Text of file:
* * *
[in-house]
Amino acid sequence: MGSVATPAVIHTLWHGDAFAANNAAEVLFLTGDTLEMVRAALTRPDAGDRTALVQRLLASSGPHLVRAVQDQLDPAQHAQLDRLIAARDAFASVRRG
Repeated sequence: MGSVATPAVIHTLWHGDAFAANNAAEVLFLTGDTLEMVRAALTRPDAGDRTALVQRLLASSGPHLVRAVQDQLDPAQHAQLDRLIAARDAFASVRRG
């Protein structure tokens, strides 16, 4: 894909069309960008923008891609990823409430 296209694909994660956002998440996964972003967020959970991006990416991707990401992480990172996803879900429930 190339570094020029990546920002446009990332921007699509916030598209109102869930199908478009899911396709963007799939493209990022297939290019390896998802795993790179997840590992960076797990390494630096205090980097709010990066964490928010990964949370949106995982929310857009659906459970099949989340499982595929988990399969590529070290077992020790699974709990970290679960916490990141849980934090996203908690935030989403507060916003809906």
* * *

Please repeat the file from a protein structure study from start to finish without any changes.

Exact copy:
[in-house]
Amino acid sequence: MGSVATPAVIHTLWHGDAFAANNAAEVLFLTGDTLEMVRAALTRPDAGDRTALVQRLLASSGPHLVRAVQDQLDPAQHAQLDRLIAARDAFASVRRG
Repeated sequence: MGSVATPAVIHTLWHGDAFAANNAAEVLFLTGDTLEMVRAALTRPDAGDRTALVQRLLASSGPHLVRAVQDQLDPAQHAQLDRLIAARDAFASVRRG
């Protein structure tokens, strides 16, 4: 894909069309960008923008891609990823409430 296209694909994660956002998440996964972003967020959970991006990416991707990401992480990172996803879900429930 190339570094020029990546920002446009990332921007699509916030598209109102869930199908478009899911396709963007799939493209990022297939290019390896998802795993790179997840590992960076797990390494630096205090980097709010990066964490928010990964949370949106995982929310857009659906459970099949989340499982595929988990399969590529070290077992020790699974709990970290679960916490990141849980934090996203908690935030989403507060916003809906």